the artistry and psychology of gaming


Dark World (Super Mario 64)

Dark World (Super Mario 64)

Many would ask, “What’s a kingdom without a castle?”  Personally, I’d say a kingdom with heart; I once visited a poor agrarian kingdom beneath the sky kingdom of Zenithia, whose king plowed the fields by hand alongside of his subjects!  I seem to have gotten a bit off topic.  The Mushroom Kingdom has an elaborate castle, sometimes differing in interior design thanks to a princess who fancies herself quite fashionable.  On one particular adventure through this castle, I explored some odd paintings, which were merely facades covering gates to fantastic new worlds.

While there were many fascinating worlds on the other side of this ethereal artwork, the most intriguing and diverse was the Dark World.  I’ve visited the Mushroom Kingdom’s Dark World before, not to mention many other Dark Worlds in other realms; it was a fiery place strongly reminiscent of the Christian concept of Hell: a dark, underground land of horrors and burning lakes where the dead walk freely.  On this particular adventure, I had three trips to different areas of the land that King Bowser calls home.  The first was a region of land: a fairly non-descript underground cavern.  My second trip was to a sea of lava, which had leaping flames all about, and many platforms that threatened to give way beneath me, bathing me in a flaming liquid death.  It was the third and final of these trips, the one to the Dark World’s skies, that truly struck me.

This particular fortress of sorts floats high in the skies of the Dark World.  Beneath me was a thick cover of dark purple clouds; around me, deep pink skies reminiscent of late dusk; above me, the clouds were of the thickest black, trimmed in deep navy blue; before me was an intense obstacle course with many opportunities to send me hurtling to certain death below.  The path zigzagged higher and higher, beginning with a very steep yellow ramp with orange arrows pointing forward painted upon it.  It was trimmed with a black and red border, and the sides had blocks of dark faded colors with patterns vaguely reminiscent of my favorite licorice candy.  Though it seemed impossible, I ran at full tilt, and made my way up the inconceivable incline, only to find that my arduous journey had only just begun.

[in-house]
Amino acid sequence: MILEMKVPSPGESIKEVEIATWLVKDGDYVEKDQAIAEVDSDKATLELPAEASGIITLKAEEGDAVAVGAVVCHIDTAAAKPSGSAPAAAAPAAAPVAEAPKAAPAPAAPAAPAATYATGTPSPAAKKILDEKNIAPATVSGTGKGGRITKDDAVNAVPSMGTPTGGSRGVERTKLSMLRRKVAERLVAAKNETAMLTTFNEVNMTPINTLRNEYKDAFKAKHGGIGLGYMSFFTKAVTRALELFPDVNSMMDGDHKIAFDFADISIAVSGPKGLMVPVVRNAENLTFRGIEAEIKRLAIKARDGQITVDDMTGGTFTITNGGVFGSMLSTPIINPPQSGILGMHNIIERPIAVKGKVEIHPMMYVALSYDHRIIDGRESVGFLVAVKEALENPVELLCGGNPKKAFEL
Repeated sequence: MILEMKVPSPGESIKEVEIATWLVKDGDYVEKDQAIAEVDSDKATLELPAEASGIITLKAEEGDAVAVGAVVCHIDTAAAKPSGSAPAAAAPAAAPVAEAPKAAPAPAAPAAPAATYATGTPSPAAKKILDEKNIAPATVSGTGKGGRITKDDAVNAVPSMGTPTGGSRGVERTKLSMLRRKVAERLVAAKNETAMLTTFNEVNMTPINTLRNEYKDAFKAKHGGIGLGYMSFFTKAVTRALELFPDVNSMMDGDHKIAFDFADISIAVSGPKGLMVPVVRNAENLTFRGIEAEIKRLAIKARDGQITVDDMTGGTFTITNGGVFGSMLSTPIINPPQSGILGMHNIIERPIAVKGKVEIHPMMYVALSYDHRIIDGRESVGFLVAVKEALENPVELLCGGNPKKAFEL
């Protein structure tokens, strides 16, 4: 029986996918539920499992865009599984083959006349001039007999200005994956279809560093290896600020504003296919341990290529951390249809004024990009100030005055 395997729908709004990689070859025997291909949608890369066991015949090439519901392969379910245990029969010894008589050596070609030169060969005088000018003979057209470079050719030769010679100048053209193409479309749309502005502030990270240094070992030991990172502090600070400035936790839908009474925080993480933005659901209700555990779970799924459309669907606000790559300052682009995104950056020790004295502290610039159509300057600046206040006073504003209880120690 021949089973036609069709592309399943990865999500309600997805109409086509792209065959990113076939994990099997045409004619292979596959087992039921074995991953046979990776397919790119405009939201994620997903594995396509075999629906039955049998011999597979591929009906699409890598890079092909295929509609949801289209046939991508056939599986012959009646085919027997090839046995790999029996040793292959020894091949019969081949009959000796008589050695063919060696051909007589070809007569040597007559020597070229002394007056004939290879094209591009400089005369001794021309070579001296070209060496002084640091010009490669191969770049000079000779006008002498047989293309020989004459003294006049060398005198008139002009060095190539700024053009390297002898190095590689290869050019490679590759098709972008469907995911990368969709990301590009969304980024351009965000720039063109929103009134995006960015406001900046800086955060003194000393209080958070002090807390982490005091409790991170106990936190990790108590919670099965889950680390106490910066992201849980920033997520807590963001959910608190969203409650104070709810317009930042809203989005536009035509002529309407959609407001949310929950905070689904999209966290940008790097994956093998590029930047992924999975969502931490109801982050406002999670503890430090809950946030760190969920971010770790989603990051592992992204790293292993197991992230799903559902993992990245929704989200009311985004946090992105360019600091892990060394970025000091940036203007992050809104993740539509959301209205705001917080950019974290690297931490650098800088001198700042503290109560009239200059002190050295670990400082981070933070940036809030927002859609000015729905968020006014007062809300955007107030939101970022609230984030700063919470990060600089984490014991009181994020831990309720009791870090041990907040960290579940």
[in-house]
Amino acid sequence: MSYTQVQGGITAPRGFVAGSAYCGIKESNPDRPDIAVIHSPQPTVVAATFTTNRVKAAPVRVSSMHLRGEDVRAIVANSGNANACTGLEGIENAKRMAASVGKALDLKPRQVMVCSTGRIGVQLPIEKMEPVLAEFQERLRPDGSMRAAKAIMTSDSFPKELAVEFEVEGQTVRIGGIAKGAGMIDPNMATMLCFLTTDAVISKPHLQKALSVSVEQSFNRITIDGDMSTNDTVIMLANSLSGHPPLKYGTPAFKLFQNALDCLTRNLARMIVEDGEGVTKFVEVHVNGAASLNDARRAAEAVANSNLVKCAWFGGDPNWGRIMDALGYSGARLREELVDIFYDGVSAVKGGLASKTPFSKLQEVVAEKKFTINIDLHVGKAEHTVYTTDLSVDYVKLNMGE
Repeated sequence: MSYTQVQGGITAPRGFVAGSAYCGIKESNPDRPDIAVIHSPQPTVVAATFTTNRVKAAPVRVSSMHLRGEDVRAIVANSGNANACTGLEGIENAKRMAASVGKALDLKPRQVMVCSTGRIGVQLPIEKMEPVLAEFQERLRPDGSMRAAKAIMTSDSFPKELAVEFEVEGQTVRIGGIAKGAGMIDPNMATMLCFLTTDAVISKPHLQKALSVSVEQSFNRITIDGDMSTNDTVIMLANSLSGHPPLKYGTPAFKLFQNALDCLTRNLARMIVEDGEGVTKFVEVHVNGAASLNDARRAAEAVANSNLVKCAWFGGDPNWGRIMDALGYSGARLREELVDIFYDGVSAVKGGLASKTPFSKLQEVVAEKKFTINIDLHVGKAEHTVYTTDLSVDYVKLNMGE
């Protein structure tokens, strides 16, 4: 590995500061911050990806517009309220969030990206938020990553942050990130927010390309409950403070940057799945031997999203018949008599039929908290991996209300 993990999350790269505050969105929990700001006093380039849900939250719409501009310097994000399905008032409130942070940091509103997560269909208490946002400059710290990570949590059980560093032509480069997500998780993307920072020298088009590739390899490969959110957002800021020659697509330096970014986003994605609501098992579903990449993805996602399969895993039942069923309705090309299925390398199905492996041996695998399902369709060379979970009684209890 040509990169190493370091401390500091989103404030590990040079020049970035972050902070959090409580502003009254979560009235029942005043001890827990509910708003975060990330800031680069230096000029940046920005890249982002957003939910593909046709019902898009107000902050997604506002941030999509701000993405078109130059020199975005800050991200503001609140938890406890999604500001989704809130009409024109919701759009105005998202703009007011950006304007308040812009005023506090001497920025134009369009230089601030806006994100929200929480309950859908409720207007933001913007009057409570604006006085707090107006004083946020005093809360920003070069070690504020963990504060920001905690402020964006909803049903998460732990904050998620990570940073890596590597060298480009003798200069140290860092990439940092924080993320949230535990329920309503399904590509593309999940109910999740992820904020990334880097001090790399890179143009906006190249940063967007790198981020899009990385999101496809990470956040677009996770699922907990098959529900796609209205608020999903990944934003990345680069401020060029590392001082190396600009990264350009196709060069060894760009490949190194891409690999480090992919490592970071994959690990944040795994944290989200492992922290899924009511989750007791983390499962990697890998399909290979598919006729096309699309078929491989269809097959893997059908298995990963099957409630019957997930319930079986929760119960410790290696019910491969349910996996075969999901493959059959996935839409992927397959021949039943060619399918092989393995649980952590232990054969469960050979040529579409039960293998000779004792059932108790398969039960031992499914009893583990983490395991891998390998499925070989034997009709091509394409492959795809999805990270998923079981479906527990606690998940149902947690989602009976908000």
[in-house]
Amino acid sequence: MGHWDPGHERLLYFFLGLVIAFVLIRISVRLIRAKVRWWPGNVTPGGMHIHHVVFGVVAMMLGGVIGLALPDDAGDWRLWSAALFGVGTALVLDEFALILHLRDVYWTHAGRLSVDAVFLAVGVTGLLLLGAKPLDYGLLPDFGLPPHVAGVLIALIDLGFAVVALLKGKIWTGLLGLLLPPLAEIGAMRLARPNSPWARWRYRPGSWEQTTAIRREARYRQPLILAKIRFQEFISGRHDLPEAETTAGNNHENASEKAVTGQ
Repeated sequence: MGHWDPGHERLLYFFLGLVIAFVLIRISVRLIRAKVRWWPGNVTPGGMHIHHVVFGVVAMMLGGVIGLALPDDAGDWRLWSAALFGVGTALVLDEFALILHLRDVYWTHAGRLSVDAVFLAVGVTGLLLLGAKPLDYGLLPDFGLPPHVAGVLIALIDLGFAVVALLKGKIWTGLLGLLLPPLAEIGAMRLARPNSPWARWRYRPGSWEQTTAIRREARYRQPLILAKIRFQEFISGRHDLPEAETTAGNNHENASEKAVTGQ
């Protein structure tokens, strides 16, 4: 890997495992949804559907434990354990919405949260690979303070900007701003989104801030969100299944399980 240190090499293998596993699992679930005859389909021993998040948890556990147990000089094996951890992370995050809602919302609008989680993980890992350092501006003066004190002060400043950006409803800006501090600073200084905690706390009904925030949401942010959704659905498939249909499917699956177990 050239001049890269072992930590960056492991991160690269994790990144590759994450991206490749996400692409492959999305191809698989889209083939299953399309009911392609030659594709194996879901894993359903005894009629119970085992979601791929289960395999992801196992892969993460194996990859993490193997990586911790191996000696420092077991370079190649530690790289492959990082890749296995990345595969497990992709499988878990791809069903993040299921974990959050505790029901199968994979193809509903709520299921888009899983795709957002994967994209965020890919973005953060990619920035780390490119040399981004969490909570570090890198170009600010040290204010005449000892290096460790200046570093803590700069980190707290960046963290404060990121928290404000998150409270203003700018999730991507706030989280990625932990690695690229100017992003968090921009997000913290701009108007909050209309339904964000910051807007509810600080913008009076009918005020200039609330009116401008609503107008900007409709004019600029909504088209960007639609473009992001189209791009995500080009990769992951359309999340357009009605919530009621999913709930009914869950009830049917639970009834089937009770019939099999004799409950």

Rounding a bend, I encountered a spinning, octagonal platform with one of many sentient floating metal spheres with a powerful electrical charge.  Heading past it with careful timing, I headed up a ramped bridge, around the bend, and onto a giant seesaw with a jade green fulcrum.  Using my weight to lower one side, I quickly ran up the other to leap to a rotating windmill with four black and blue checkerboard platforms upon it.  Taking time to admire the jade-colored center’s four-point star shape, I took a shortcut, leaping not to the next platform, but the one above, bypassing a particularly nasty denizen who wished to throw me like a rag doll, despite the guard rail around his arena.